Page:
Tabea Alexa Linhard

Professor of Spanish, Comparative Literature (by courtesy), and International and Area Studies (by courtesy)
PhD, Duke University

contact info:

office hours:

  • ​Monday & Wednesday 12:00 - 1:00 PM

mailing address:

  • WASHINGTON UNIVERSITY
  • CB 1077
  • ONE BROOKINGS DR.
  • ST. LOUIS, MO 63130-4899
image of book cover

​Professor Linhard’s main research interests cover Spanish and Mexican literature and cultural studies, Mediterranean studies, Jewish diaspora, and migration, and Spatial Humanities.

Tabea Alexa Linhard received her PhD in Romance Studies from Duke University in 2001.

Professor Linhard’s main research interests cover Spanish and Mexican literature and cultural studies, Mediterranean studies, Jewish diaspora, and migration, and Spatial Humanities. She is the author of Jewish Spain: A Mediterranean Memory (Stanford UP, 2014) and Fearless Women in the Mexican Revolution and the Spanish Civil War (U of Missouri P, 2005), and the co-editor of Revisiting Jewish Spain in the Modern Era (Routledge, 2013). Her current projects include Unexpected Routes: Exile, Migration, and Memory, a book-length study of the different forms of displacement that shaped cultural production emerging from the Spanish Civil War and World War II in relation to the paths to safety that spread across the Mediterranean and the Atlantic. This project looks at a number of European writers whose itineraries involved Spain, Mexico, and North Africa, and that up until this point have not been discussed in relation to one another. She received an ACLS Fellowship in order to complete this project

 

Recent Courses

Refugees: Displacement and Asylum in World Literature

By 2017 at least 65.6 million people (or 1 in 113 individuals) have been forcibly displaced within their own countries or across borders. In this course we will study literary texts and other forms of cultural production that will provide a window into the complexity of refugee lives from World War II to the present. In addition to contextualizing the historical and legal significance of such terms as 'refugee," "asylum," or "forced displacement," our discussions of novels, short stories, memoirs, plays, and films will also allow us to engage with the broader meanings of concepts that include hospitality, identity, belonging, and citizenship. Readings may include works by Hannah Arendt, Reinaldo Arenas, Bertold Brecht, Edwidge Danticat, Aleksander Hemon, Valeria Luiselli, Dinaw Mengestu, Viet Than Nguyen, Anna Seghers, and Warshan Shire. We will also discuss the films Casablanca (Michael Curtiz, 1943), Children of Men (Alfonso Cuarón, 2006), Beasts of the Southern Wild (Benh Zeitlin, 2012), and Fire at Sea (Gianfranco Rosi, 2014), and, finally, examine media depictions of refugees and multi-media platforms, such as Refugee Republic. Course conducted entirely in English.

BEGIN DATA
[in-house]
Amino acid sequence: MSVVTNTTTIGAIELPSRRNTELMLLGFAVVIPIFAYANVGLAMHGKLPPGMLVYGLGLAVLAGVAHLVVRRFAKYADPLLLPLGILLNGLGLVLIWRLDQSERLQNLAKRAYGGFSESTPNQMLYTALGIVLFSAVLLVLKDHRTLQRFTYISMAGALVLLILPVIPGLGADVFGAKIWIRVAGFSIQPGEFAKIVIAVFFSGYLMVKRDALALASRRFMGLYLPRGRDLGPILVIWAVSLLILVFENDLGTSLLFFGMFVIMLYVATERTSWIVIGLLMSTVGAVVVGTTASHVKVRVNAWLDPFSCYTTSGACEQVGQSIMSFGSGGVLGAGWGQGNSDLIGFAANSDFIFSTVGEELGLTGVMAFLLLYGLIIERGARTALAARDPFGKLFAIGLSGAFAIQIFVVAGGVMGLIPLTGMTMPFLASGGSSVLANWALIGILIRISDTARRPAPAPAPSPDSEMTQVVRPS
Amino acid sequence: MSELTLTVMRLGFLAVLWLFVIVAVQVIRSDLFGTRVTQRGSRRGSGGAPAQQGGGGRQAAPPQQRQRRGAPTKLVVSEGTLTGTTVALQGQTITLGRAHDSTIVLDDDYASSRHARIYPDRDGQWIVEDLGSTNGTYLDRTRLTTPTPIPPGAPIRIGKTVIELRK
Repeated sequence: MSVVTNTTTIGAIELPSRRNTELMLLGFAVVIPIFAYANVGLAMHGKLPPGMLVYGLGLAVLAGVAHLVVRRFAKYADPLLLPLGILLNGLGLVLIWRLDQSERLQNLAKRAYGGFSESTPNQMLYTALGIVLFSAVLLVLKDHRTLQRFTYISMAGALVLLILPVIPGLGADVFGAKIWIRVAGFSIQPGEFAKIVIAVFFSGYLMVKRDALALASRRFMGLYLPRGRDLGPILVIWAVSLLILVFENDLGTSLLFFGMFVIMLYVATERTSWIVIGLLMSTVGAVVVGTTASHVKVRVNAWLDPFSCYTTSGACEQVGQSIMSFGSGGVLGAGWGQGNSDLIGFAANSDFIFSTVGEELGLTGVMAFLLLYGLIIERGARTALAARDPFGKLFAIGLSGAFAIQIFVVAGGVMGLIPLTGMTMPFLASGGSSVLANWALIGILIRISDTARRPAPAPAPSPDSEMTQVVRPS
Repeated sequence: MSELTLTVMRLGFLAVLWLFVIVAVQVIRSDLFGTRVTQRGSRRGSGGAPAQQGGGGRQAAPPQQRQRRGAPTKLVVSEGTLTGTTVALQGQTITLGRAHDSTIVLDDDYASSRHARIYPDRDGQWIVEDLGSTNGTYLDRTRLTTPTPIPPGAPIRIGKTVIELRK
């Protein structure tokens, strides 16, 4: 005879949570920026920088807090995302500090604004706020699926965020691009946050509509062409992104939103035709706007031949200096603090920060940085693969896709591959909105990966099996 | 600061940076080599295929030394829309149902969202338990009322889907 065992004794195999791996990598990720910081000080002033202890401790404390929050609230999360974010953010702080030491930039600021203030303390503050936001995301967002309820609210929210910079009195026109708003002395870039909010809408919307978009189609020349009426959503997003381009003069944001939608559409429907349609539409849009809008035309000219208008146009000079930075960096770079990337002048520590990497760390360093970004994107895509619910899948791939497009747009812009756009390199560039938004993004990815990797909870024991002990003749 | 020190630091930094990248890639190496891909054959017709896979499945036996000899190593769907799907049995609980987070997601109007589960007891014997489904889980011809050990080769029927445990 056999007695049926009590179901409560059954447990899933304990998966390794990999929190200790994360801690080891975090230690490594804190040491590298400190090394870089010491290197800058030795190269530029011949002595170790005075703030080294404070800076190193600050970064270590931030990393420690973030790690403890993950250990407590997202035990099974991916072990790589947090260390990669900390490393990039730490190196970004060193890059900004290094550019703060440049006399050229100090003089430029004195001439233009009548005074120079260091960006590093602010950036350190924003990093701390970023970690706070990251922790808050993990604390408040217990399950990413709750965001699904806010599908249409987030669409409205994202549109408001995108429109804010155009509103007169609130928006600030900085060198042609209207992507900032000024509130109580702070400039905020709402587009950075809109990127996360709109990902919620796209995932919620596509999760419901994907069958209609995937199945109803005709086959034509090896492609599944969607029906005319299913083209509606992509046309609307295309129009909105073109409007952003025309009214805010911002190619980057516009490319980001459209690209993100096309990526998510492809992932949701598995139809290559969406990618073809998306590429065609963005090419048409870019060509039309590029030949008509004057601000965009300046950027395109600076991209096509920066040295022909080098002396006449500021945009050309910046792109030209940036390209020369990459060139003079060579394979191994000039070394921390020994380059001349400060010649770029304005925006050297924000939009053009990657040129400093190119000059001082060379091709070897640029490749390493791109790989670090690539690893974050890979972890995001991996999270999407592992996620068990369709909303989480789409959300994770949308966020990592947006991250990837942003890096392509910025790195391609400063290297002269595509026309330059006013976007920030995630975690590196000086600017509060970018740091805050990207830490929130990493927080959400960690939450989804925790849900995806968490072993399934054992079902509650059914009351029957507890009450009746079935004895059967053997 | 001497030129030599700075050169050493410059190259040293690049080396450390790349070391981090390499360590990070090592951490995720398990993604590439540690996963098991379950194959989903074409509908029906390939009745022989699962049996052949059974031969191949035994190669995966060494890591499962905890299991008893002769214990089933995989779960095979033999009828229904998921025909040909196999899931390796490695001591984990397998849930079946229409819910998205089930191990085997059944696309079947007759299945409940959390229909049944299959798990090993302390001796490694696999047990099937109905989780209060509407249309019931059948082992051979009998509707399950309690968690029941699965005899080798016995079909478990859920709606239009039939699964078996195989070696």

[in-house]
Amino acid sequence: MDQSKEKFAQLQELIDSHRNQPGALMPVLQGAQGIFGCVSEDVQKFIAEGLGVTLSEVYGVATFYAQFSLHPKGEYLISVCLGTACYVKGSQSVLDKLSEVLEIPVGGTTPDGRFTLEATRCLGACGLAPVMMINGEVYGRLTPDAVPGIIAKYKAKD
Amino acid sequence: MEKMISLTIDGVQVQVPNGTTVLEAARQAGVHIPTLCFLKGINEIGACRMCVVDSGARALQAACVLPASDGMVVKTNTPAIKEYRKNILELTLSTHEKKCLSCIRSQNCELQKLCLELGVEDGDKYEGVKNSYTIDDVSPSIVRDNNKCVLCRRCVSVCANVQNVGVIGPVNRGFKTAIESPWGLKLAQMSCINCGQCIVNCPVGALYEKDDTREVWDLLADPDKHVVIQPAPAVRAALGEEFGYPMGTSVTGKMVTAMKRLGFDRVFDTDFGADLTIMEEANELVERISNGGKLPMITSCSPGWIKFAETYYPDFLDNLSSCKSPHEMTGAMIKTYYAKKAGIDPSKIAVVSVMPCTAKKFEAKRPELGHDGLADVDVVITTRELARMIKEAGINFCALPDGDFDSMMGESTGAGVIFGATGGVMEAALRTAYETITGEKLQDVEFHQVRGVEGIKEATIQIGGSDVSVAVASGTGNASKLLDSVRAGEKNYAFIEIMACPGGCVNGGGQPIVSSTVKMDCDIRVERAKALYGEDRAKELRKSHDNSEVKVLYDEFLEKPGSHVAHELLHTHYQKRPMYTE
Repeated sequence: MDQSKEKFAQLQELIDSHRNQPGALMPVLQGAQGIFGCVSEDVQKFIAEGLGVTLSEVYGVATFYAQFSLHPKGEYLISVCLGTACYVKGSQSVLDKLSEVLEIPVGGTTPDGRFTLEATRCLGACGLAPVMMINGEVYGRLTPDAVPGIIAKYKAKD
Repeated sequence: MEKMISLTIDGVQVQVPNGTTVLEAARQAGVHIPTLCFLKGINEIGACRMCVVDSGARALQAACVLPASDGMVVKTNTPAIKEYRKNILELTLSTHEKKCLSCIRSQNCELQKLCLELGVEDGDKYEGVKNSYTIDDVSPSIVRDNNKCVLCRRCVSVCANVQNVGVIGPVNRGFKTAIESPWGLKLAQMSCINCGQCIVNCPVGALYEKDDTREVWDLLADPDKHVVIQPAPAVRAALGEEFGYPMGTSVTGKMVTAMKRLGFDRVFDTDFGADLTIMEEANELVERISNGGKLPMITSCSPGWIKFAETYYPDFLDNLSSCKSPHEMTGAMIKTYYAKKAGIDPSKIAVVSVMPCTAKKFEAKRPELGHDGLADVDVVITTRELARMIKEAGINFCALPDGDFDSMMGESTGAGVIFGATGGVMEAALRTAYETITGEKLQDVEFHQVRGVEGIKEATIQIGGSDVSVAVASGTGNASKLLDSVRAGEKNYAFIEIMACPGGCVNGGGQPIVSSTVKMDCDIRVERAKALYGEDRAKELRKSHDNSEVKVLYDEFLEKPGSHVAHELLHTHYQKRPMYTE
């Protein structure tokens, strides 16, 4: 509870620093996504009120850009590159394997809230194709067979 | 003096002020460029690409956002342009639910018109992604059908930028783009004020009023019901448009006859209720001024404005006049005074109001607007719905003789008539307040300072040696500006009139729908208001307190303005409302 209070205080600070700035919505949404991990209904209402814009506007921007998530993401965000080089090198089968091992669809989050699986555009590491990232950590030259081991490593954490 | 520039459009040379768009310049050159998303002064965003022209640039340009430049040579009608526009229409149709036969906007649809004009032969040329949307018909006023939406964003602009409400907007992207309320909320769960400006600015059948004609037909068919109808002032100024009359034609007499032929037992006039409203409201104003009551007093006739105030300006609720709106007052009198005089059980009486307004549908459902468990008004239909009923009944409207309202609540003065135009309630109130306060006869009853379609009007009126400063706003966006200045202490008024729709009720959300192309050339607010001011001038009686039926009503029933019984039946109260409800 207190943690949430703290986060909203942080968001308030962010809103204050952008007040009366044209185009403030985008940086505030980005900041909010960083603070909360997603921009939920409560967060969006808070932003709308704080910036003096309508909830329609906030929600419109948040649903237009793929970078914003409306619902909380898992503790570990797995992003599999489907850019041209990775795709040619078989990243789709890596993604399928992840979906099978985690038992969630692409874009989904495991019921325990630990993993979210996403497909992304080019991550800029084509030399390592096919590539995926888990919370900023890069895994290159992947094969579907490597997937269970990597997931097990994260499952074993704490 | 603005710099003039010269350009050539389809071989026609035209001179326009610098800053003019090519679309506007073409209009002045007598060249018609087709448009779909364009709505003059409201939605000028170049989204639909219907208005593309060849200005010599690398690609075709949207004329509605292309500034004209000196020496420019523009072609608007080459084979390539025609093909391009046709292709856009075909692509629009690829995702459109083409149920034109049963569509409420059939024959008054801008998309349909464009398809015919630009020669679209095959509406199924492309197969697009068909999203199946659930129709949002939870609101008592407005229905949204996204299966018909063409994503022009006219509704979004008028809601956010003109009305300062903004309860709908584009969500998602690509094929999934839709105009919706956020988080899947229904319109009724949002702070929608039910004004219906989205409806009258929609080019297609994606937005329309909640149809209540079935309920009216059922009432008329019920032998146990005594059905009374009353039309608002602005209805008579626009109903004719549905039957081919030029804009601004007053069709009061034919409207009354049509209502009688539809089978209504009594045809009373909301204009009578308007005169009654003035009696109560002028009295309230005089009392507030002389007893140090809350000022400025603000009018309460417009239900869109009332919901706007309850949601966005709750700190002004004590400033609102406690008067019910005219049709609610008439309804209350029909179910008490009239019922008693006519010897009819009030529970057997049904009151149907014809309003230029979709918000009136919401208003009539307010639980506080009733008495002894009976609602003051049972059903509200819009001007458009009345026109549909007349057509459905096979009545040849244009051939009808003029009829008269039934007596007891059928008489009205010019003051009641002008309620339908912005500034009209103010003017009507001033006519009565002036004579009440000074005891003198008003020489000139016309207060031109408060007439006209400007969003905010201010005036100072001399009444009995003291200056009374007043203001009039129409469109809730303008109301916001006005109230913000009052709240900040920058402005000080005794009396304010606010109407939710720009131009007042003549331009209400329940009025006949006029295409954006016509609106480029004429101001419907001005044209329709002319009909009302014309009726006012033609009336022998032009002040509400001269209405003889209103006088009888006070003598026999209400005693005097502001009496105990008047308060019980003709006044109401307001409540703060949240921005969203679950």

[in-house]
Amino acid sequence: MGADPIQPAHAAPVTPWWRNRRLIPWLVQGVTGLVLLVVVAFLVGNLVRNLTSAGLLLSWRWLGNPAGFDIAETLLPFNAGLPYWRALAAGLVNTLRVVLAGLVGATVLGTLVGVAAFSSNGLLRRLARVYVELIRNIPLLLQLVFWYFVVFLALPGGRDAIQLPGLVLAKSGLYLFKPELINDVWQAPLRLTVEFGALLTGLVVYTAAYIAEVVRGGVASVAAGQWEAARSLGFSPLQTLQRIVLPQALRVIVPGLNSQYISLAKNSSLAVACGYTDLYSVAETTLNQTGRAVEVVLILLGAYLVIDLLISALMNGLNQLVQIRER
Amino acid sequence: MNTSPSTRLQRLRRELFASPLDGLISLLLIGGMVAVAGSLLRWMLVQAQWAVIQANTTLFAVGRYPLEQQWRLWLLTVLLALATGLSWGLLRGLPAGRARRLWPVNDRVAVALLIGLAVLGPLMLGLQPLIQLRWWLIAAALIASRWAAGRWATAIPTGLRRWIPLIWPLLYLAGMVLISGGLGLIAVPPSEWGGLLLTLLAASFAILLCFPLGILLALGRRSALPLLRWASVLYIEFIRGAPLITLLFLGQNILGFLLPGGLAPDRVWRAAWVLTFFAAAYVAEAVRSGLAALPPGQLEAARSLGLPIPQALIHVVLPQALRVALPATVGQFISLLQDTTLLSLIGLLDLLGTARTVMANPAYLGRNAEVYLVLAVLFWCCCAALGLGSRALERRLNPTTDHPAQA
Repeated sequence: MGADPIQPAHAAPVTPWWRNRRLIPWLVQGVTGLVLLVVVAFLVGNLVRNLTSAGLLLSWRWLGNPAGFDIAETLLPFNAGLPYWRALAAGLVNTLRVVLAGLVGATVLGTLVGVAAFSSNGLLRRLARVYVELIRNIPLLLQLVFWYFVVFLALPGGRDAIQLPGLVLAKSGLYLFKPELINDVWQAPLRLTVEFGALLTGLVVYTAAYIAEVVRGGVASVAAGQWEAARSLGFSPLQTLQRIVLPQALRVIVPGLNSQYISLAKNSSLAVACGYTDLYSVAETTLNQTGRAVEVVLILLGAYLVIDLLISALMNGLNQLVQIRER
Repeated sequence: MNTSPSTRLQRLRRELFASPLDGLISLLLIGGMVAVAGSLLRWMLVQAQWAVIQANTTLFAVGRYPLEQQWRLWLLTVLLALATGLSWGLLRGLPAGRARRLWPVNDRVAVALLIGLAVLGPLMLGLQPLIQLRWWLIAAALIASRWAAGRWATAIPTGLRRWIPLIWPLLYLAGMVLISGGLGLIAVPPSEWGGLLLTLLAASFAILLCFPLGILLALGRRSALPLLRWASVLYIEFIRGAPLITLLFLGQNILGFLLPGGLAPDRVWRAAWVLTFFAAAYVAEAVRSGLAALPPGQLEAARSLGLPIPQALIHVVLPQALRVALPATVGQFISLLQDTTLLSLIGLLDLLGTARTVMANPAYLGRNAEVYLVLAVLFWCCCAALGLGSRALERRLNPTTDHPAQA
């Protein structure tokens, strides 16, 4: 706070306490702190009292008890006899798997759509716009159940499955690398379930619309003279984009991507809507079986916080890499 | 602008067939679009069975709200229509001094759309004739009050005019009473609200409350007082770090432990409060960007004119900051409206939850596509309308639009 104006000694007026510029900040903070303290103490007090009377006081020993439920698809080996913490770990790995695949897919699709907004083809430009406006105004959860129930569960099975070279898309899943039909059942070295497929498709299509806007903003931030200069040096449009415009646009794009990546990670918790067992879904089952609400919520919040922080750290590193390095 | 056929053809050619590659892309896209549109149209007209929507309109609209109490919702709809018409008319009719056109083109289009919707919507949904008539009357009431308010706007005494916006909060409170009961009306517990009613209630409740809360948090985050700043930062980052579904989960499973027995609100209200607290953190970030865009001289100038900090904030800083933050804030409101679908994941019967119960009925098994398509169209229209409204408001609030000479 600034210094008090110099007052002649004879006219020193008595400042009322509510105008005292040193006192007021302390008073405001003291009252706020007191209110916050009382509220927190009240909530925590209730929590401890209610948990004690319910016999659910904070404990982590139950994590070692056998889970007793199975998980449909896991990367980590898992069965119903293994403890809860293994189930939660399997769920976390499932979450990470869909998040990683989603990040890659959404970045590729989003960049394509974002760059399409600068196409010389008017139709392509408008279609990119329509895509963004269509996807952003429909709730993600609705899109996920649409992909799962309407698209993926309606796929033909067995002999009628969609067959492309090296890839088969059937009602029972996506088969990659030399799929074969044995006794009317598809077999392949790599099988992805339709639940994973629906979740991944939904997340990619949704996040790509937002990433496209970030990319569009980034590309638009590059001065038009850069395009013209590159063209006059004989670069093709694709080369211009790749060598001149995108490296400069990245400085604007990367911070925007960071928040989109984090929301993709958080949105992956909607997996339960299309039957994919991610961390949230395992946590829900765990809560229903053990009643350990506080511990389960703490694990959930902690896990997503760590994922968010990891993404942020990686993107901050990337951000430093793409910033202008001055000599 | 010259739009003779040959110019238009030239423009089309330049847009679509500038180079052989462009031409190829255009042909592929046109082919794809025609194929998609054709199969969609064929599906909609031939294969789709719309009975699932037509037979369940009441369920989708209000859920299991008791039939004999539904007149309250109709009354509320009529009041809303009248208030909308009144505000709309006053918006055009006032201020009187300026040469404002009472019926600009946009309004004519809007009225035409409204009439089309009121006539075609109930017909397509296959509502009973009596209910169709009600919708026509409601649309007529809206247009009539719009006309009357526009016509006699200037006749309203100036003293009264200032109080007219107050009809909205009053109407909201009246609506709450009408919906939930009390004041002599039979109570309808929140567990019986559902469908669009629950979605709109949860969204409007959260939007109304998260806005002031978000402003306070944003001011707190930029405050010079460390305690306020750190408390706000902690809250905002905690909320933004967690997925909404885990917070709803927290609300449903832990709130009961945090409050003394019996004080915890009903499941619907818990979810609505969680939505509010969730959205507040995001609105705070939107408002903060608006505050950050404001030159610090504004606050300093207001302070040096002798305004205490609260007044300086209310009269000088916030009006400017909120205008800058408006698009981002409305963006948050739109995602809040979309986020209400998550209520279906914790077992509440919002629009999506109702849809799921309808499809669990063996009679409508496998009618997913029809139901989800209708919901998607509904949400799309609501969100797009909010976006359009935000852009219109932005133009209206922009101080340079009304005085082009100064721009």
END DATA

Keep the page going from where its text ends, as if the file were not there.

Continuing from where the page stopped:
Literary and Cultural Studies in Spanish

    This course is an introduction to cultural and literary analysis within Iberian and/or Latin American cultures. The course will be covering a wide variety of materials that span different countries, historical periods, and various cultural and literary forms. The main objective of the course is to introduce students to key historical, geographical and political aspects of these cultures, while at the same time applying different approaches of cultural analysis. The course is structured upon key central concepts as they are particularly related to the cultures of the Iberian Peninsula and Latin America, such as Nation, Colonialism / Postcolonialism; Modernity and Postmodernity; Popular & Visual Media; Gender, Race, Migration and Social Class. The course combines the reading of literary texts, films and other cultural forms, with the examination of introductory critical works related to the key concepts that will be explored throughout the semester. Prereq: Spanish 308E or concurrent enrollment in 308E. Taught in Spanish.

      Topics in Hispanic Cultures: CULTURES OF MIGRATION

      In this course we will explore different forms of cultural production (literature, visual culture, mass media, popular music, testimonial narratives, oral histories) that depict the way in which migration shapes and transforms cultural practices in the Spanish-speaking world. We will also discuss a series of theoretical readings that discuss immigration in Europe, Latin America, and the US, and explore questions pertaining to border-crossing, displacement, and exile in different historical periods and in diverse geographical contexts. The course will simultaneously provide analytical and methodological tools in order to analyze cultural production.

        The Holocaust in the Sephardic World

        The course provides students with a comprehensive understanding of the Holocaust, of its impact on the Sephardic world, of present-day debates on the "globalization" of the Holocaust, and of the ways in which these debates influence contemporary conflicts between Jews, Muslims and Christians in Southern Europe and North Africa. We will turn to the history of these conflicts, and study the Sephardic diaspora by focusing on the consequences that the 1492 expulsion had within the Iberian Peninsula, in Europe, and in the Mediterranean world. We will study Sephardic communities in Europe and North Africa and their interactions with Christians and Muslims before World War II. Once we have examined the history of the Holocaust and its impact on the Sephardic world in a more general sense, our readings will focus on the different effects of the Holocaust's "long reach" into Southeastern Europe, the Balkans, and North Africa, paying close attention to interactions among Jews, local communities, and the Nazi invaders. Finally, we will address the memory of the Sephardic experience of the Holocaust, and the role of Holocaust commemoration in different parts of the world. We will approach these topics through historiographies, memoirs, novels, maps, poetry, and film.